Square driving cricket selectors

Just so they can never complain that I didn’t furnish them with my humble views on how to convert the Skoda of cricket teams into a Ferrari (well, maybe an Alfa Romeo will do for a start), here are a few pointers on how to select the NZ cricket team:

  1. Pick team members by the position they play! One keeper is required, and bowling typically consists of 4 pace and 1 spin bowlers, leaving 5 specialist batsmen positions. NZ selectors too frequently deviate and pick the ‘best players in NZ’ at the time, meaning they have at times fielded a horribly unbalanced side with only 2 bowlers capable of topping 130km/hr. 
  2. At least 1, and preferably 2 or more, of the batsmen should be capable of bowling a few overs at international level, e.g. Chris Harris, Scott Styris, Craig MacMillan, Nathan Astle are all specialist batsmen who can bowl several useful overs and often take wickets. By contrast, Paul Hitchcock is a medium pacer who is neither batsman nor bowler – an allrounder.
  3. Set a process for players to follow to get selected, even if they are not aware of it. That is, resist the temptation to look for ‘the next Tendulkar’ or child prodigy – I’m talking to you, Sir Richard Hadlee! Age group players should progress from their club to provincial teams, to the A side, then NZ side. They have plenty of time to prove themselves over a few seasons at these levels, and still have a decade or more in the national squad.
  4. The above point requires NZ cricket and selectors to respect the A side, organise a better schedule of training and matches for it. The basic idea should be to pick a joint NZ-A side squad of 25, train together and play against each other regularly in training – perfect chance for comparisons of rival players for a position. Organise A side matches against other good A sides and as warm-ups for touring national sides. This all bloods the next replacement players (for retirement, injury, etc) without the current ‘sink or swim’ model (what was Daniel Flynn picked for 1 Twenty20 match for?@#$).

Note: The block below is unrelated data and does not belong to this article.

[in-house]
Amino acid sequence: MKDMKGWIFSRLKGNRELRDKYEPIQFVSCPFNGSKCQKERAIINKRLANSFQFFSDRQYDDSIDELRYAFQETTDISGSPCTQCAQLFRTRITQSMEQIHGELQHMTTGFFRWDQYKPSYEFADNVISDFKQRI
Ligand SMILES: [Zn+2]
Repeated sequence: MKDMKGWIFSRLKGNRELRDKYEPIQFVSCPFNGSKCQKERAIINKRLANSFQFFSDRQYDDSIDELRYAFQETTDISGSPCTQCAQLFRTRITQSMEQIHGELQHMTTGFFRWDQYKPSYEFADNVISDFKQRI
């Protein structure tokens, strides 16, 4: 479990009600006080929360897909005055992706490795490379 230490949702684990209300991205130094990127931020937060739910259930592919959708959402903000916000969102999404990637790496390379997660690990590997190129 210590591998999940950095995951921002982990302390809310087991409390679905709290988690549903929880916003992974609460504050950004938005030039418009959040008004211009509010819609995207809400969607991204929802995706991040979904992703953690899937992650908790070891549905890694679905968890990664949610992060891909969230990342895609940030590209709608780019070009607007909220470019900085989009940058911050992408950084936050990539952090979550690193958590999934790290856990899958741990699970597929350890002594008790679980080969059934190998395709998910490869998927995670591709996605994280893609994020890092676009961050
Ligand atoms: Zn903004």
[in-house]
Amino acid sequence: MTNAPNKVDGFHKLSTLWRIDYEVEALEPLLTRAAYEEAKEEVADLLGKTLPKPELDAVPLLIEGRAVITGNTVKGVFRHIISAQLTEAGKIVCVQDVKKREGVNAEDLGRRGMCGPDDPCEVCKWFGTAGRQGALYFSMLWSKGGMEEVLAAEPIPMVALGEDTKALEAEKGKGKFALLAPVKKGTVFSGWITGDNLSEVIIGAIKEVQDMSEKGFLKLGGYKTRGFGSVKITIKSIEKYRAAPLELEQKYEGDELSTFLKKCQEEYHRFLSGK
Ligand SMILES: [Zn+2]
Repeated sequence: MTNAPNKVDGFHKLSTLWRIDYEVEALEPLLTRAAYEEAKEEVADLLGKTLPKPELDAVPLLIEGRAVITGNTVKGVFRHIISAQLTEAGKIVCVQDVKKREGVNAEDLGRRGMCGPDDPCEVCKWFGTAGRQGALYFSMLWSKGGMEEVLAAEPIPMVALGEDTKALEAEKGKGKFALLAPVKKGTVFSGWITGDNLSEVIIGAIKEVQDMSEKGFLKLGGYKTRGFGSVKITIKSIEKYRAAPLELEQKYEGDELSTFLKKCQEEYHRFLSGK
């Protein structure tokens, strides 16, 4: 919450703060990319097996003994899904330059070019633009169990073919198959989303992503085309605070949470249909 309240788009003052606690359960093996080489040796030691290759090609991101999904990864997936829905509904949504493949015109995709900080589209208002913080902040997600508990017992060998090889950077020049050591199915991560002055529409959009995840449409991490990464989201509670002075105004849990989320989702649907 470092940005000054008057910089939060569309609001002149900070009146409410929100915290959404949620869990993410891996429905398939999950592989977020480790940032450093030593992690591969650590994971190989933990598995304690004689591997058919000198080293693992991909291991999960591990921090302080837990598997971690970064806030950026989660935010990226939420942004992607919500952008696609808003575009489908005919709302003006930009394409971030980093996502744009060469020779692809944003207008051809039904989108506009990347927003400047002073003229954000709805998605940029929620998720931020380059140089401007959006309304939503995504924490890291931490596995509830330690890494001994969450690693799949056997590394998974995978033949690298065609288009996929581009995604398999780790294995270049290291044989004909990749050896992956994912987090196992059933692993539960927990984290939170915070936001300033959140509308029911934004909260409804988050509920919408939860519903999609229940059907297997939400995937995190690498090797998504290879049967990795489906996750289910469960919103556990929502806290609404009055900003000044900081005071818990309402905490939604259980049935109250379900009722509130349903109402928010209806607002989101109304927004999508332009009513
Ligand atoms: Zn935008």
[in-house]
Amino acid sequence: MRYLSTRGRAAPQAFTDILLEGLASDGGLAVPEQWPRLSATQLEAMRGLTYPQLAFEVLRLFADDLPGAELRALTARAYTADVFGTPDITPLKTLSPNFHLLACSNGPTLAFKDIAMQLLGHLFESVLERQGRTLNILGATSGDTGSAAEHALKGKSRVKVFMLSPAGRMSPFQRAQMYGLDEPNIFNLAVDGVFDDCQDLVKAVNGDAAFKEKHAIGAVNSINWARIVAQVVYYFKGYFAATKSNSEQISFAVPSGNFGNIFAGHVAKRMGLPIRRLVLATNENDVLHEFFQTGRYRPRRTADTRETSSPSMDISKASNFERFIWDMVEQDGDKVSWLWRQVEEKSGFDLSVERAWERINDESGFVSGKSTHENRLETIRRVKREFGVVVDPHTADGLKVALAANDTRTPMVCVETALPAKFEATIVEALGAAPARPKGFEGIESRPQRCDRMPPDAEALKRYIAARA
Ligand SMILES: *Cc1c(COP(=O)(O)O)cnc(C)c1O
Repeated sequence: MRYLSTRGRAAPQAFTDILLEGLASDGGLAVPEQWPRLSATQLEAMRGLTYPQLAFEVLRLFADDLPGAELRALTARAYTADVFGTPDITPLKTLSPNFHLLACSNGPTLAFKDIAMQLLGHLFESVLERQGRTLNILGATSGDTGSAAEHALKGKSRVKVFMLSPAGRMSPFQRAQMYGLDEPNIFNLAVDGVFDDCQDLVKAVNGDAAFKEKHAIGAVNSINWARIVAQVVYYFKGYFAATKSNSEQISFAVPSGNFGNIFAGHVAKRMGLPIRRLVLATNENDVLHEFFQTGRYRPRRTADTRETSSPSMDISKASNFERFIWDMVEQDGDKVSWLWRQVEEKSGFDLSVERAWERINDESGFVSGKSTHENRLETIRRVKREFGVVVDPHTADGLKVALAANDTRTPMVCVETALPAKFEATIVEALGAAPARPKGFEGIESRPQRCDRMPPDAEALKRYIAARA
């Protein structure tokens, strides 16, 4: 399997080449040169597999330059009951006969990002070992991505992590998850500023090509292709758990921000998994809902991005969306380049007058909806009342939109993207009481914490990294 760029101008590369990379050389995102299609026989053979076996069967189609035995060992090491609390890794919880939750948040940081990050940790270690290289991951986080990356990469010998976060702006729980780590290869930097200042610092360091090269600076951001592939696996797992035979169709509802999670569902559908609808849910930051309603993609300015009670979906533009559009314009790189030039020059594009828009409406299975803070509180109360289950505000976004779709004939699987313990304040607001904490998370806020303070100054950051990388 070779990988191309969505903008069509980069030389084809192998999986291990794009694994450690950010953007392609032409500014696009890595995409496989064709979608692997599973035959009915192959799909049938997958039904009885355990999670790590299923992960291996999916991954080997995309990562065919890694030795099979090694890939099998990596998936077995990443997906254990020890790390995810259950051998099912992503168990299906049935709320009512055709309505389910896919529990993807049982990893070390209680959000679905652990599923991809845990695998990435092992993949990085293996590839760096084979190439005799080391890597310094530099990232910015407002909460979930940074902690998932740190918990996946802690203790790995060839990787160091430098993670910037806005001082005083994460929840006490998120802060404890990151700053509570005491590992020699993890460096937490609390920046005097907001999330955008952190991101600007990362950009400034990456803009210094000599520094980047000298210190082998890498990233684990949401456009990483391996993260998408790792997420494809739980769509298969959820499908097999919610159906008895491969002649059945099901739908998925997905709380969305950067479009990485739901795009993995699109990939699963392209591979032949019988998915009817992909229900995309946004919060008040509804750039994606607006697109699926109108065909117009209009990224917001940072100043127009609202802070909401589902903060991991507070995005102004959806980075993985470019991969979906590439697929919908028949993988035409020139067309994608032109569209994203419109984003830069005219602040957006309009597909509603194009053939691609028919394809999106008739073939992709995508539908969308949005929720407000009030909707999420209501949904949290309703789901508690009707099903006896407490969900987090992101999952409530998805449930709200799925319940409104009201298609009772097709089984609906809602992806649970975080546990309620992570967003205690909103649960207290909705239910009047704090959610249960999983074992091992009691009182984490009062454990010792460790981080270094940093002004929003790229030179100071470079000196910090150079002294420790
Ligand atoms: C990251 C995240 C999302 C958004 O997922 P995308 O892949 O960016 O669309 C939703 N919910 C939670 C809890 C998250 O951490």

5. Weight your selection criteria to allow for strength of competition the player is playing in. In other words, a provincial batsman with 20 average has an effective average of 30 if playing in a competition you rate as 1.5 times harder than the U-19 competition, say. This means you may pick a player with lower stats in a tough competition ahead of a ‘blazing new talent’ in a weak competition.

All this is a good start – the most important point being the first. At one point recently NZ had 3 keepers playing (McCullum, Vincent, Sinclair), meaning we were weak on back-up bowlers.

Point 2 is also vital – NZ is currently weak in back-up bowlers, so even though we have a good 5 bowler lineup, only Styris of the batsmen can bowl at international level. As even the best bowlers have off days (or overs), there is a need to select genuine batsmen who can also bowl (Ryder may now fill this role – though his short-cut selection may see his inexperience lead to typical Kiwi crumbling).

Incidentally, the point about all-rounder Hitchcock does not mean he is useless, or shouldn’t be picked. Just that all players need to be good enough to be picked at international level in 1 area (batsman, keeper or bowler), with skills in other areas being a bonus to be considered in selection. These extra skills are what lifts a good side to be great (the batting of Chris Cairns, bowling of Harris, batting of Dick Hadlee himself).

Final point – obey the law selectors! Do not discriminate against players based on their age!!! This kind of stupidity has seen the still-talented Harris, Fleming, Styris and MacMillan all leave one form of the game or more (Steve Waugh quit after similar whining in Oz that he was ‘too old’ while still scoring heavily). You’re too old when you body starts letting your performance slip, which is what should be focussed on, not the age.

So, a typical team at the moment might be:

  • Keeper – Brendan McCullum
  • Spinner – Dan Vettori (Jeetan Patel for injury at the moment)
  • Pace bowler – Jacob Oram
  • Pace bowler – Chris Martin
  • Pace bowler – Michael Mason
  • Pace bowler – Kyle Mills
  • Batsman – Lou Vincent
  • Batsman – Matthew Sinclair
  • Batsman – Scott Styris (also bowls)
  • Batsman – Jamie How
  • Batsman – Jesse Ryder (also bowls)

Note 3 keepers again – not hypocrisy – this can be done so long as they (Vincent & Sinclair) are genuine batsmen, and there enough batsmen able to bowl a few back-up overs.

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One Response to “Square driving cricket selectors”

  1. All too predictable « Square Drive Says:

    […] bowling the opposing side out (the reverse is true for tests). This question relates heavily to my earlier post highlighting the need for position based team […]

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